RESEARCH AND DEVELOPEMENT
To achieve the full Trophy potential from the Wapiti Herd for hunters, a comprehensive understanding of the three key components that combine to produce the greatest trophies, is required. These are:
Top quality nutrition is the foundation of a Trophy Wapiti herd.
v HABITAT USE MONITORING via gps collar programme. Ideal animal densities can only be achieved with an understanding of the habitat areas (size and seasonal location) covered by wapiti family groups (Home Ranges).
This is being monitored via aerial live capturing using professional helicopter operators, where selected animals of good genetic makeup (wapiti type) from certain areas have been specifically targeted and fitted with GPS monitoring collars. Being very communal creatures, one Matriarch cow and one juvenile cow of the same family group are collared to establish the seasonal home range area that their family group occupies. In addition, one young bull of the same family group is collared to enable the understanding of when he leaves his family group and how far he disperses. Over time, these animals will help understand whether the bulls are seasonally migratory. This will enable a biological insight to the separate life cycles arising from female based family groups and bulls. Various seasonal ranges will establish an understanding of the competition created over the wapiti area for the essential trophy growing feed supply required and for nutrition of a healthy breeding cow component within the herd . This will educate us on the sustainability of the Wapiti Area as a basis for a trophy Wapiti herd, and will enable more accurate selection of animals (types and locations) to be left or removed in adjusting the family group sizes.
The habitat use programme is fully funded by interested Individuals and companies supporting the trophy management of the wapiti area. Opportunities to sponsor from individual GPS collars to helicopter capture time for the programme are available and welcomed. If you are keen to learn more about sponsoring this project please contact Research and Development, FWF.
v VEGETATION MONITORING via transect lines. This habitat monitoring method is being used to establish the state and trend of forest health in regard to seedling browse. This will help understand animal impacts, not only to support a healthy forest , but to also ensure the availability of nutritional feed needed for the best animal health and trophy potential possible. Plots have been monitored in the alpine zone and also the below alpine zone, and shall be re monitored at three yearly intervals. The balance between achieving good forest health and quality trophy Wapiti herd management is a win: win situation - both goals are achievable together. A healthy forest of high quality nutrition (feed) is required to let trophies develop to their full potential.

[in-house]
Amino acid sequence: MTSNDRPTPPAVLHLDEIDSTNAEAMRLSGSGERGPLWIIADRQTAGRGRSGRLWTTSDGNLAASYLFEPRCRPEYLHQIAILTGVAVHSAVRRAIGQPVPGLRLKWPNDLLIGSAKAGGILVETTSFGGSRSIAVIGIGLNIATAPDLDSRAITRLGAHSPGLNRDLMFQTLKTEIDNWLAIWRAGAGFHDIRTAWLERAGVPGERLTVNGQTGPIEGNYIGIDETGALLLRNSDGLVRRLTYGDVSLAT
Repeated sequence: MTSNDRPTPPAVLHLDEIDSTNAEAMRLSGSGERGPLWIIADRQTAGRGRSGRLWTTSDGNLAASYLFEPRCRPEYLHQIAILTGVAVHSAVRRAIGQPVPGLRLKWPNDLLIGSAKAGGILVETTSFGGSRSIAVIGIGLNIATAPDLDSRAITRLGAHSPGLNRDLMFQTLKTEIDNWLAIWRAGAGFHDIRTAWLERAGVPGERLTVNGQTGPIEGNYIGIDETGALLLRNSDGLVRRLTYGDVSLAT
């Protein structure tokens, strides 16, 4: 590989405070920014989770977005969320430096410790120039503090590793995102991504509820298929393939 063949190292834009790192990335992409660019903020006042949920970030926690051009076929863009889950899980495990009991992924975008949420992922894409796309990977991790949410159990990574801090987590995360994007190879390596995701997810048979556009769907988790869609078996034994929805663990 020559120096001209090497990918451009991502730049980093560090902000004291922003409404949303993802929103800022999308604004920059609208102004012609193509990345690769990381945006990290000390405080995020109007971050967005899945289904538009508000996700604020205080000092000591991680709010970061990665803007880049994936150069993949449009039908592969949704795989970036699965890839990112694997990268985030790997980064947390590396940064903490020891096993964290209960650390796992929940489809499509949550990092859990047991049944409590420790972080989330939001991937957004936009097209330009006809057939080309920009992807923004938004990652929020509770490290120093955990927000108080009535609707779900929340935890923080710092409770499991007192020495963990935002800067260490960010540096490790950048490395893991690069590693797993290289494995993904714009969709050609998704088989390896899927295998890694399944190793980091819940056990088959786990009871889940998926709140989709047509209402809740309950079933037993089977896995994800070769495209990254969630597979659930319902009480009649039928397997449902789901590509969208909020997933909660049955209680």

Jointly between the Fiordland Wapiti Foundation volunteers & Department of Conservation, these studies are being carried out within the Wapiti area; outside in standard WARO areas; and in areas where SDoC funded deer control is occurring. This provides a useful comparison between the different management programmes/ areas allowing DoC to quantify the benefits of these three very different management approaches in regards to their effects on forest health.
MMMM NICE RIBBON WOOD
Expressions of interest from volunteers to under take the week long vegetation monitoring programmes will be advertised when required.
Fiordland bulls reach maturity at seven to eight years of age. To understand trophy development, a solid knowledge of physical characteristics associated with a bulls age and genetic base is essential.
v The jaw
WHY? This enables accurate aging of an animal. At a herd level this information will allow a better assessment of the age structure of the bull component of the herd as a whole and enable comparisons of individual bulls with others in their applicable age classes or from different parts of the Wapiti Area.
The jaw also tells us the genetic background of the animal (percentage of Wapiti-Red Deer) enabling us to establish some true identity associated with the varying mixes. For example, some animals that are of strong wapiti genes will throw to red deer colouring but retain the markings of wapiti such as the high rump patch and short tail. Genetic information will inform animal selection criteria for leaving (Wapiti types) and removing(red types) animals during culling operations. Developing a knowledge of cow age structure is also vitally important so that the correct cows can be selectively kept or removed in the long term programme once cow numbers and family group sizes exceed the desired levels for healthy habitat and hence, a healthy herd. ( For example: cows that have past the age of good fertility and become barren, continuing to consume quality nutritional feed no longer producing calves).